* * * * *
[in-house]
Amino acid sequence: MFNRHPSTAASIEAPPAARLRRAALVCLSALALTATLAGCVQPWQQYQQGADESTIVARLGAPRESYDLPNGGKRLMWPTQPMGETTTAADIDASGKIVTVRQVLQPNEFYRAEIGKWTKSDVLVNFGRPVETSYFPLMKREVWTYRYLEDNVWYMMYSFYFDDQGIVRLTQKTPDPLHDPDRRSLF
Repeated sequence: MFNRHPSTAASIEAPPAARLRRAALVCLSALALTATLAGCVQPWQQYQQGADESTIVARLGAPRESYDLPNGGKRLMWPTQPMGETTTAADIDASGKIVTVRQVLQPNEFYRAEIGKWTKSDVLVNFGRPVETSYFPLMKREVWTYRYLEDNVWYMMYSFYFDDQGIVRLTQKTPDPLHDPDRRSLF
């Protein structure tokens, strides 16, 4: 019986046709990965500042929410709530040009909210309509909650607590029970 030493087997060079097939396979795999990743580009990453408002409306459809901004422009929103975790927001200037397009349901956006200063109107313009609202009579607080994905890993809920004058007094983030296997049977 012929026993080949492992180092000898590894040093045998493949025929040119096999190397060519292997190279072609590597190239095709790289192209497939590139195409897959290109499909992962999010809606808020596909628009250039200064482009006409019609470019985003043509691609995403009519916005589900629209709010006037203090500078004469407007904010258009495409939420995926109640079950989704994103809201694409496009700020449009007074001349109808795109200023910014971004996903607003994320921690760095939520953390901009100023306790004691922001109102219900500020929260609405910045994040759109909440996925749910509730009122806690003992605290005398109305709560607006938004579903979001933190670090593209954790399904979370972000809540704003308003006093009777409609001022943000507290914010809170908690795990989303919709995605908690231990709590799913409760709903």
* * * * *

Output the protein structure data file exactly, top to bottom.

[in-house]
Amino acid sequence: MFNRHPSTAASIEAPPAARLRRAALVCLSALALTATLAGCVQPWQQYQQGADESTIVARLGAPRESYDLPNGGKRLMWPTQPMGETTTAADIDASGKIVTVRQVLQPNEFYRAEIGKWTKSDVLVNFGRPVETSYFPLMKREVWTYRYLEDNVWYMMYSFYFDDQGIVRLTQKTPDPLHDPDRRSLF
Repeated sequence: MFNRHPSTAASIEAPPAARLRRAALVCLSALALTATLAGCVQPWQQYQQGADESTIVARLGAPRESYDLPNGGKRLMWPTQPMGETTTAADIDASGKIVTVRQVLQPNEFYRAEIGKWTKSDVLVNFGRPVETSYFPLMKREVWTYRYLEDNVWYMMYSFYFDDQGIVRLTQKTPDPLHDPDRRSLF
């Protein structure tokens, strides 16, 4: 019986046709990965500042929410709530040009909210309509909650607590029970 030493087997060079097939396979795999990743580009990453408002409306459809901004422009929103975790927001200037397009349901956006200063109107313009609202009579607080994905890993809920004058007094983030296997049977 012929026993080949492992180092000898590894040093045998493949025929040119096999190397060519292997190279072609590597190239095709790289192209497939590139195409897959290109499909992962999010809606808020596909628009250039200064482009006409019609470019985003043509691609995403009519916005589900629209709010006037203090500078004469407007904010258009495409939420995926109640079950989704994103809201694409496009700020449009007074001349109808795109200023910014971004996903607003994320921690760095939520953390901009100023306790004691922001109102219900500020929260609405910045994040759109909440996925749910509730009122806690003992605290005398109305709560607006938004579903979001933190670090593209954790399904979370972000809540704003308003006093009777409609001022943000507290914010809170908690795990989303919709995605908690231990709590799913409760709903």